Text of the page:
At a conference attended by over 500 people from 42 nations, with 9 keynotes by names like David Cooperrider, Diane Whitney, Ken Gergen, Gervase Bushe and Ron Fry, and innumerable workshop sessions and poster presentations, my experience of the conference could only ever be partial. Here are some of the best bits for me.
Ken Gergen – Generativity
‘Its the micro-moments of practice within an organisation that give vitality to the organisation.’
He is saying it’s the little things that keep an organization alive, vital and generative rather than fossilized. I love this observation as it supports my increasing conviction that both flourishing and change in organisations is to do with patterns and shifts in the moment-by-moment interactions more than any grandstanding brouhaha of a big plan.
‘An interchange can be generative or degenerative’
Degenerative exchanges narrow down to the end of meaning – that is – communication ceases. Effectively, someone either refuses to speak anymore or they leave the room. Generative exchanges open up meaning and possibilities. Generative conversations need and create room for improvisation and for mistakes.
- In organizations generally we need to encourage more generative interactions. During change it is particularly important.
- The importance of generativity to organisational life was one of the key themes of the conference
Ron Fry – Business as Agents of World Benefit
This caught my eye, the idea that business can at the same time as being a blott on the landscape can be the saviour of humankind. Cooperrider and Fry’s neat trick was to focus their search for the good done by business on specific practices not specific organisations. Thus it is possible to say that Walmart, through the power of their supply chain, are revolutionising the production of cotton – shifting it from a product that is so toxic it burns children to one that is organic – while also acknowledging that some of its business practices are very sharp.
BAWB practices are those that help the markets align with the strength of universal values: business innovations that create mutual benefit. It is about practices not organisations.
Criteria for inclusion:
- Revolutionising the way the world eradicates poverty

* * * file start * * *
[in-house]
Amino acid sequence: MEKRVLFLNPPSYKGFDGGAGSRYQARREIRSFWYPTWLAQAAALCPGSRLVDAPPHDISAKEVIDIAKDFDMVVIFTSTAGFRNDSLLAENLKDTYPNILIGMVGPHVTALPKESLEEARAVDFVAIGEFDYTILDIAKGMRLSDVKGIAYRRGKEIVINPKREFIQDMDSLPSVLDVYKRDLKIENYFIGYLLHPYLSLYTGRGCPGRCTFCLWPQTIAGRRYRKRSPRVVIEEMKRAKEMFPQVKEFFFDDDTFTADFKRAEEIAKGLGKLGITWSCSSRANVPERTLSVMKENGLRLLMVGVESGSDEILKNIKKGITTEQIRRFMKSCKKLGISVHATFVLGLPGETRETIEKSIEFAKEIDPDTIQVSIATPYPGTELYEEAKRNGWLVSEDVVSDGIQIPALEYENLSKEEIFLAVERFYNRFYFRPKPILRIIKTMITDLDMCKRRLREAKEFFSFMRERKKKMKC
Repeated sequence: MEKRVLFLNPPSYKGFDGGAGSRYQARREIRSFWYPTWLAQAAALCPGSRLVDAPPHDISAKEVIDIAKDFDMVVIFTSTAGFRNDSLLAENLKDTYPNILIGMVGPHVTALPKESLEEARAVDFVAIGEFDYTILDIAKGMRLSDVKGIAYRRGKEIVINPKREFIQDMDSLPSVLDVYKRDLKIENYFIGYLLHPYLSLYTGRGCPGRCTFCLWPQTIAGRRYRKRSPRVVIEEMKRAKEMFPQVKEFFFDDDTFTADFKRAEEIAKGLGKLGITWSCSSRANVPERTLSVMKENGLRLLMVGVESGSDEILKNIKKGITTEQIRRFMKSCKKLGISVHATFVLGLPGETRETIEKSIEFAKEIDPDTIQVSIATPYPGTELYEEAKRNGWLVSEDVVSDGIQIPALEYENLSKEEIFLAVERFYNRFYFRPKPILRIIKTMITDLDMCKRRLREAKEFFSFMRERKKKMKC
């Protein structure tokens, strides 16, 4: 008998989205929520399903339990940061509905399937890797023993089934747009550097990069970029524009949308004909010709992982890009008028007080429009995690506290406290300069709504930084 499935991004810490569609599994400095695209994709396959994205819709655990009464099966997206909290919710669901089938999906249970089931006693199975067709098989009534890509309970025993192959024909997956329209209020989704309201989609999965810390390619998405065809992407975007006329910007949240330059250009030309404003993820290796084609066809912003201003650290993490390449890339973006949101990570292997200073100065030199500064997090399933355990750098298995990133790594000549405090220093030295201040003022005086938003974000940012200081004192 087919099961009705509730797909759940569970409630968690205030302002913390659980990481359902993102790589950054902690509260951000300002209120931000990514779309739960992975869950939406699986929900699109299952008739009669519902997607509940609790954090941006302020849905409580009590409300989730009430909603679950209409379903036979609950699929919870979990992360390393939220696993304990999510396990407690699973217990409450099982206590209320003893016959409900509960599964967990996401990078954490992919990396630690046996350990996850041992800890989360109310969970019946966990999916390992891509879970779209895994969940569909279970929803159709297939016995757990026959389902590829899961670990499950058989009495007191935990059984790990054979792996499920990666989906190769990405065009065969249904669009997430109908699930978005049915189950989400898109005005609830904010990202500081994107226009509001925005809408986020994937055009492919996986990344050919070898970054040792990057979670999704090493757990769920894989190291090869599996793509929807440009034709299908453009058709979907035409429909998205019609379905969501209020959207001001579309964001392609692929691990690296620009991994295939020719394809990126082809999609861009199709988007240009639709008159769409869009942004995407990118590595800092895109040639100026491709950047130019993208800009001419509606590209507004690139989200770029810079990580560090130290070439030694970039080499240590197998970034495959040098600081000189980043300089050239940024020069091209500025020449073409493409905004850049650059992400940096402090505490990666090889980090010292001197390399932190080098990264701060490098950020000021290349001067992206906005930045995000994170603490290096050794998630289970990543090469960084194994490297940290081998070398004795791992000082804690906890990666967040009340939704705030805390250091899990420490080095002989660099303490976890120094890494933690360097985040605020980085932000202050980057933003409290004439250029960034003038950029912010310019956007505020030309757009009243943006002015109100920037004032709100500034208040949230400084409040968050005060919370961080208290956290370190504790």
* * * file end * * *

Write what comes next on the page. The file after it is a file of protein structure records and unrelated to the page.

- Restoring the biosphere
- Building stronger communities
- Shaping sustainable peace
The website where they are collecting and publishing the best of the stories is //worldinquiry.case.edu/
Diane Whitney – Appreciative Leadership
‘We manage complexity through organisational dexterity’ – Brilliantly put!
She also helpfully illuminated the relationship between some positive emotions and behaviour useful in change:
- Joy, through play, imagination and experimentation leads to Innovation
- Interest, through involvement, investigation, exploration leads to New Knowledge
- Optimism through opportunity-spotting, confidence and perseverance leads to Achievement
- Contentment through savouring, integration and complex ideas, leads to Deeper Insight
- Love through connection and relatedness leads to Cooperation
Steve Oynett – Difficult Fools
In this highly stimulating and fun workshop session, Steve mentioned the ‘children’s fire’. Apparently this is the Native American practice of having a fire lit in the middle of the circle of discussion to symbolise the lives of children for 7 generations. It serves to remind the discussants that the impact of any of their decisions must not harm the children for 7 generations. A metaphor for sustainability by any other name.
I am sure this metaphor has a use in organisational change.
‘The more of a good isn’t necessarily more good.’ - Planning and efficiency spring to mind!
Ron Fry and Gervase Bushe – Generativity
‘Few arrive wanting more work, few leave without having volunteered for cooperative action.’
This is their account of what happens at a generative event. I couldn’t agree more, and it confirms my conviction that the proof of the pudding (in terms of how successful your AI event has been) is in the volunteering element at the end e.g. the destiny phase.
From this, they talked about successful organisational transformation. Bushe’s research found two key things for successful transformational change
1) The ideas emerge from within the organisation
2) A new idea (at least to this group, this organisation) that is compelling.
While agreeing that the positivity created by appreciative inquiry is important, they argue that the heart of change lies with the generative activity of AI. In other words an event could be very positive but if not also generative would be less successful in achieving transforming change.
They added to our repertoire of appreciative questions the idea of the generative question, for instance:
‘Tell me about the most provocative experience you have had at the conference, when you felt more challenged (perhaps when your thinking was upended, your values were confronted, your emotions were provoked or your choices were questioned by you)?’
I found this a really useful extension of my understanding of AI.
Leo Bormans – Happiness
He talked, amongst other things, about green and red dots.
Red dots are the pessimists amongst us – focussed on themselves, the past and problems. They are driven by fear and are reluctant to do anything
Green dots are the optimists amongst us- focussed on ‘we’, the future, and solutions. They are driven by hope and so do things.
He suggested we need to connect the green dots so the red dots become irrelevant.
Again I can see this as an organisational exercise – not quite sure how – clearly there is a danger of upsetting the red dots!
These are only the highlights. The slides from all the sessions (all 72 of them) are on slideshare